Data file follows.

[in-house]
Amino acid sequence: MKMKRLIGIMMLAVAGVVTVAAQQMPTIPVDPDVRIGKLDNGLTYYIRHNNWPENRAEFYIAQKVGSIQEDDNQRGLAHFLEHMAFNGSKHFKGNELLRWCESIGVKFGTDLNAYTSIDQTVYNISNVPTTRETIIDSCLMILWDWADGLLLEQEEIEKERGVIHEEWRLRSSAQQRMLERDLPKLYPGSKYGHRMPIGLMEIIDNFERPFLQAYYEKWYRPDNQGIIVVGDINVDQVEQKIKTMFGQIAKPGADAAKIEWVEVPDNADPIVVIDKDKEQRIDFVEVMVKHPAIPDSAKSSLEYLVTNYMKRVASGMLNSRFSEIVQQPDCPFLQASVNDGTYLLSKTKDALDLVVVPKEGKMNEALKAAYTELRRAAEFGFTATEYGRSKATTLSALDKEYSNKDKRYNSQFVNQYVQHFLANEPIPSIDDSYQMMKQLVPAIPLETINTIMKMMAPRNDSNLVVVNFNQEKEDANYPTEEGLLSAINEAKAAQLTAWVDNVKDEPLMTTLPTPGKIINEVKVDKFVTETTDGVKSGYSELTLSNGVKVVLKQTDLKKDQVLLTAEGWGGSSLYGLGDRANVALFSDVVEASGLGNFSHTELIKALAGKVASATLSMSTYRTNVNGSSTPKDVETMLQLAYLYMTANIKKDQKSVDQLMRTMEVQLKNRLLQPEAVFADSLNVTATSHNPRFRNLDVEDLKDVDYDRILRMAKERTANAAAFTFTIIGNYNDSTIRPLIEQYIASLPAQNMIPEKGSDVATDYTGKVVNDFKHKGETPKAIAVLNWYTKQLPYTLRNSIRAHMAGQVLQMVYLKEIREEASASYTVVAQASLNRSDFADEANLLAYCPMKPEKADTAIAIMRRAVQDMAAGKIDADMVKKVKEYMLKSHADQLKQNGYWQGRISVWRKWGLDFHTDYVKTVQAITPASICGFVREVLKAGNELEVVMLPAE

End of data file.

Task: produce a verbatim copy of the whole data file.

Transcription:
[in-house]
Amino acid sequence: MKMKRLIGIMMLAVAGVVTVAAQQMPTIPVDPDVRIGKLDNGLTYYIRHNNWPENRAEFYIAQKVGSIQEDDNQRGLAHFLEHMAFNGSKHFKGNELLRWCESIGVKFGTDLNAYTSIDQTVYNISNVPTTRETIIDSCLMILWDWADGLLLEQEEIEKERGVIHEEWRLRSSAQQRMLERDLPKLYPGSKYGHRMPIGLMEIIDNFERPFLQAYYEKWYRPDNQGIIVVGDINVDQVEQKIKTMFGQIAKPGADAAKIEWVEVPDNADPIVVIDKDKEQRIDFVEVMVKHPAIPDSAKSSLEYLVTNYMKRVASGMLNSRFSEIVQQPDCPFLQASVNDGTYLLSKTKDALDLVVVPKEGKMNEALKAAYTELRRAAEFGFTATEYGRSKATTLSALDKEYSNKDKRYNSQFVNQYVQHFLANEPIPSIDDSYQMMKQLVPAIPLETINTIMKMMAPRNDSNLVVVNFNQEKEDANYPTEEGLLSAINEAKAAQLTAWVDNVKDEPLMTTLPTPGKIINEVKVDKFVTETTDGVKSGYSELTLSNGVKVVLKQTDLKKDQVLLTAEGWGGSSLYGLGDRANVALFSDVVEASGLGNFSHTELIKALAGKVASATLSMSTYRTNVNGSSTPKDVETMLQLAYLYMTANIKKDQKSVDQLMRTMEVQLKNRLLQPEAVFADSLNVTATSHNPRFRNLDVEDLKDVDYDRILRMAKERTANAAAFTFTIIGNYNDSTIRPLIEQYIASLPAQNMIPEKGSDVATDYTGKVVNDFKHKGETPKAIAVLNWYTKQLPYTLRNSIRAHMAGQVLQMVYLKEIREEASASYTVVAQASLNRSDFADEANLLAYCPMKPEKADTAIAIMRRAVQDMAAGKIDADMVKKVKEYMLKSHADQLKQNGYWQGRISVWRKWGLDFHTDYVKTVQAITPASICGFVREVLKAGNELEVVMLPAE